Others claimed the Mint is desperate to unload the silver coins that were repriced, namely the new 2011-W burnished American silver eagles, proof silver eagles, and numismatic versions of the five-ounce America the Beautiful Coins. The ATB releases were reduced by $50 a coin, and the eagles by about $10 each.
I do not know how representative such comments are, and it will be interesting to see what others say in the coming weeks, and to see the impact of the new prices on sales levels of Mint products, which are released once a week to a small group of numismatic editors and writers, including myself.
In my view, the Mint did the best it could under the challenging circumstances that currently prevail.
Moreover, other world mints such as those in Canada, Australia, and Germany price their numismatic offerings substantially higher than does the U.S. Mint or reduce their silver content to compensate for rising silver prices.
There are plenty of other challenges facing the Mint. One of them is that in the past year or so there appears to have been a discernible decline in the quality of some of the numismatic products the Mint sells.
The majority of coins sold by the Mint continue to be of high quality, but there has been a troubling decrease in quality control of some coins, including some commemorative issues and others.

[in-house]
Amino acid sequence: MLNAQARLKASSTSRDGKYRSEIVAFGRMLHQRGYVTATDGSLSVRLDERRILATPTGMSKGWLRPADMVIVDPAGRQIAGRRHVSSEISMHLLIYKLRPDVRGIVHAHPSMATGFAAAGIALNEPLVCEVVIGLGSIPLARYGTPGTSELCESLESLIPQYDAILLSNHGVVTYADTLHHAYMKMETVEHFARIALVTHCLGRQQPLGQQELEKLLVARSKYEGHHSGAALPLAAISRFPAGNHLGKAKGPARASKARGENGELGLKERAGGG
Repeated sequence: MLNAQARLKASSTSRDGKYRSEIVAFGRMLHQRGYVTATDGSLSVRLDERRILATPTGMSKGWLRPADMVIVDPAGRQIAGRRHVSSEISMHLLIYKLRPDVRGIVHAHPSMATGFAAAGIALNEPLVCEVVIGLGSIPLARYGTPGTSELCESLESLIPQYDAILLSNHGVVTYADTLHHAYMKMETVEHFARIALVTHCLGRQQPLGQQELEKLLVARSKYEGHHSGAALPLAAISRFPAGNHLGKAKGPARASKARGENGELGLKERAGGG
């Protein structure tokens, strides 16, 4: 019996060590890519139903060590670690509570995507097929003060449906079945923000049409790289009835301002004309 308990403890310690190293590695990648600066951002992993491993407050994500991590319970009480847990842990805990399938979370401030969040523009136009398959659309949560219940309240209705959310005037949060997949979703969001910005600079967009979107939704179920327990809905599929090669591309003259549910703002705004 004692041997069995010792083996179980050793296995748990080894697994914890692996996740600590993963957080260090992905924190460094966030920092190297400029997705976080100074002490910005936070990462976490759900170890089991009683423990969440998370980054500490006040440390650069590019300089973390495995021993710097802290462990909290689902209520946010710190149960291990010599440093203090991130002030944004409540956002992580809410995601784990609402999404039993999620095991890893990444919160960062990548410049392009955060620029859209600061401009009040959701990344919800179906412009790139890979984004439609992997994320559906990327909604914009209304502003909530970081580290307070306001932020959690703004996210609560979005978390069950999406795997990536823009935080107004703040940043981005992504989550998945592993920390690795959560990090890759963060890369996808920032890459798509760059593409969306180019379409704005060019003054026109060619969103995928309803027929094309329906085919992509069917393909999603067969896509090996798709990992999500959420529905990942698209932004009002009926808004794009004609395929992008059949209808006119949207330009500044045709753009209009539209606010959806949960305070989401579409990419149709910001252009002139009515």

An example is the 2011-W burnished American gold eagle, which is the first burnished gold coin sold by the Mint since 2008.
For some reason many examples of this coin have surface problems, especially in the breast area on Miss Liberty.
I went to two of the U.S. Mint’s sales counters a couple months ago to examine this coin and was shocked that the majority had such issues. I had to go through every coin they had to find one that I was really satisfied with. I have read that many people have had to return this coin multiple times.
Customer service is also an area where the Mint has received a lot of criticism. There is no question that in the past it has been almost impossible to reach a live representative during busy periods, but that seems to have improved a great deal in the past year.
I also think the Mint has been doing a better job overall of trying to address the concerns of its customers, although it would be helpful if there were more avenues for feedback.
Perhaps the single biggest area for improvement, in my view, is the distribution of circulating coins, especially quarters and dollars. This is something that is really hurting the future of the hobby because it turns off younger collectors and others new to numismatics. It is a real shame that collectors of quarters and dollar coins are forced to purchase them at marked up prices from dealers or the Mint, when the coins should be readily available from banks and in change.
The Mint clearly needs to work with the Federal Reserve and the Congress to develop a distribution system for these coins that works, and this should be a top priority of the Mint.
Louis Golino is a coin collector and numismatic writer, whose articles on coins have appeared in Coin World, Numismatic News, and a number of different coin web sites. His column for Coin Week, “The Coin Analyst,” covers U.S. and world coins and precious metals. He collects U.S. and European coins and is a member of the ANA, PCGS, NGC, and CAC. He has also worked for the U.S. Library of Congress and has been a syndicated columnist and news analyst on international affairs for a wide variety of newspapers and web sites.